Interview: The Amazons

Prior to the release of The Amazons’ third studio album How Will I Know If Heaven Will Find Me? on 2nd September, Adam Goriparthi spoke to frontman Matt Thomson on album expectations and the prospect of live shows.


When asked about his feelings ahead of the album release, Thomson mentioned that Bloodrush (the first single from the upcoming album) allows listeners to be eased into a new era of The Amazons; the single provides a “slightly different kind of aspect of what we do for our audience” and as such, it’s exciting for the band to see people’s reactions and see how relationships develop with it. “Of course, someone hearing it for the first time will have a different relationship with it than if they heard it 20 times” - either voluntarily or involuntarily, he joked. Thomson mainly seemed thrilled to set the scene a little bit as “Bloodrush takes a different path to the last record – Future Dust – so it’s giving people slight whiplash”. By giving themselves some time to release this new music, The Amazons hope to create a context for this new era, which is both necessary and exciting.


“It’s an interesting one because [the pandemic] is such a massive, worldwide event that it becomes boring and hard-to-tackle once you see it on your newsfeed constantly. I just don’t want to talk about that”

It is interesting to note that Future Dust’s campaign was completed just before the first lockdown in 2020 and consequently, I enquired about the pandemic’s influence on HWIKIHWFM. Thomson pointed out that “it’s an interesting one because [the pandemic] is such a massive, worldwide event that it becomes boring and hard-to-tackle once you see it on your newsfeed constantly. I just don’t want to talk about that”. Indeed, the band chose to celebrate moving on from the lockdowns and reclaiming those we love instead of going down an introspective route; he gave the example of Bloodrush, which was written to express the ways lockdown has influenced relationships (like his girlfriend who lives abroad). Ultimately, the album is about “navigating and trying to bridge that gap between two people” but also expressing it in a somewhat cathartic way – the frontman admitted to using these songs as some alternative form of communication to WhatsApp.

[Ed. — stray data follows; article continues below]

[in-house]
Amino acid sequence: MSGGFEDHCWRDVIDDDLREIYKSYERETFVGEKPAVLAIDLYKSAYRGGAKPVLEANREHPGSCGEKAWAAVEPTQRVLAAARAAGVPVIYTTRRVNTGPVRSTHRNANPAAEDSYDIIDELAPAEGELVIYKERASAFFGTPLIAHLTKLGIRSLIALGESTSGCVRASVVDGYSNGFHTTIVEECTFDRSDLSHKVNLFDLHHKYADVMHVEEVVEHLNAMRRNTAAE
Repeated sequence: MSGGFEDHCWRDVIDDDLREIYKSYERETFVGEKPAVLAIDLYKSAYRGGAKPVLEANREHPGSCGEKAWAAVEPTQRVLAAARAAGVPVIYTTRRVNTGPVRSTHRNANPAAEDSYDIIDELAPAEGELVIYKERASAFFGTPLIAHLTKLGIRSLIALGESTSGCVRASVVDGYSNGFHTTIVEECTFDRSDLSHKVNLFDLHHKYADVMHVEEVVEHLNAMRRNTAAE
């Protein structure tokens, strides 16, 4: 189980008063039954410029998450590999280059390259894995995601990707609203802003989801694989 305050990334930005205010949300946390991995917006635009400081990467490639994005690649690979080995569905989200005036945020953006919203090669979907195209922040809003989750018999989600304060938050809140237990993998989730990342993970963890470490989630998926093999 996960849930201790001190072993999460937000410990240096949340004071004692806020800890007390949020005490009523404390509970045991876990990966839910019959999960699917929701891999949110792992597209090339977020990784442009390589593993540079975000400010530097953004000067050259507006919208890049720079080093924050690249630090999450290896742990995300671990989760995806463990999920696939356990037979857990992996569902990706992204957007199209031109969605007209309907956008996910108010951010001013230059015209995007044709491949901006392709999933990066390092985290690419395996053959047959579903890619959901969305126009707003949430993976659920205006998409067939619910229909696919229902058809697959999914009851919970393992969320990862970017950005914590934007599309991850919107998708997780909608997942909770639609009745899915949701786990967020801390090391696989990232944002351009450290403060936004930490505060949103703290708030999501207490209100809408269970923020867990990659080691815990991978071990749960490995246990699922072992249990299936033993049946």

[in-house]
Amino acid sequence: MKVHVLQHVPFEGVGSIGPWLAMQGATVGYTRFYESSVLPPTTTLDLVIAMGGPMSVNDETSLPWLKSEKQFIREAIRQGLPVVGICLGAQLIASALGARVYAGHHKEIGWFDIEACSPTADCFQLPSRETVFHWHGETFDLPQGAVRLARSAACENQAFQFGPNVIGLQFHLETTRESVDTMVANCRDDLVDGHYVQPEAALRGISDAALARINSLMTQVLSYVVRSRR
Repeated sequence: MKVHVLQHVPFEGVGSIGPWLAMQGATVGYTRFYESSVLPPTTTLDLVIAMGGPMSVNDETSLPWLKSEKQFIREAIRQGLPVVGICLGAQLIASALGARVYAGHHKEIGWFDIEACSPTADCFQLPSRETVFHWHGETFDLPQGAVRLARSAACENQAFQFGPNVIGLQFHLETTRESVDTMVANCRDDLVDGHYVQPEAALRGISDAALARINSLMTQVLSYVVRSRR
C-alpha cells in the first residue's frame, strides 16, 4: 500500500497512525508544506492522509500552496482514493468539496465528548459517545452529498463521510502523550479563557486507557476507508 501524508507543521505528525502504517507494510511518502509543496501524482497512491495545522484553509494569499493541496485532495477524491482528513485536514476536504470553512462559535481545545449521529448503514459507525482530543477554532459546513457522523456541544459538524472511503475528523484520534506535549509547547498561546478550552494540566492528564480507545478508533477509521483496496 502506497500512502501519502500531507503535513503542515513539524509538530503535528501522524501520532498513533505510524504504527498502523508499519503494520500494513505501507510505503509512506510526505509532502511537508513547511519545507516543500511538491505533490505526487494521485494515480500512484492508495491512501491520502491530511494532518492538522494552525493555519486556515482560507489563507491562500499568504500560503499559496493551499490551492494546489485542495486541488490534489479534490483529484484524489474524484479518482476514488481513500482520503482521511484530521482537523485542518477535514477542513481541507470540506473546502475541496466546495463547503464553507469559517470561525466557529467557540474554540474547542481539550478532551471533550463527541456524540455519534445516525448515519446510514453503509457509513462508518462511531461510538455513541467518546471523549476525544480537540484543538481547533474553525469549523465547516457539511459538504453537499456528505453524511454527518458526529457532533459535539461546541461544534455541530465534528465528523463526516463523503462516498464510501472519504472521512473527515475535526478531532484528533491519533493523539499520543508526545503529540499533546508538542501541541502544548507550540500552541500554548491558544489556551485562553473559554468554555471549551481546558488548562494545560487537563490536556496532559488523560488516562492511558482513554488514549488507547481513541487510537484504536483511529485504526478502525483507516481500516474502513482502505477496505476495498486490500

"HWIKIHWFM ponders the aftermath of the pandemic to encourage us to consider what is truly important"

Thomson also felt that the pandemic has led to a spectrum of experiences and, therefore, emotions: “Every artist, every band has been affected. Unfortunately, for many people, it’s been a tragic time and for a lot of people it’s been kind of mundane and boring… as well as everything in-between”. Fortunately, The Amazons had almost concluded Future Dust’s campaign before lockdown, providing them with an opportunity to “spend more time than ever in writing and recording the new record… and working out what we wanted." They added that "a lot of material that we started in 2020 got thrown in the bin – it just didn’t work.” The band always reassess themselves and challenge issues that surround them, like social media, technology, and isolation. Future Dust saw the band reconnecting with one another after an isolating trip away to Wales, whereas HWIKIHWFM ponders the aftermath of the pandemic to encourage us to consider what is truly important.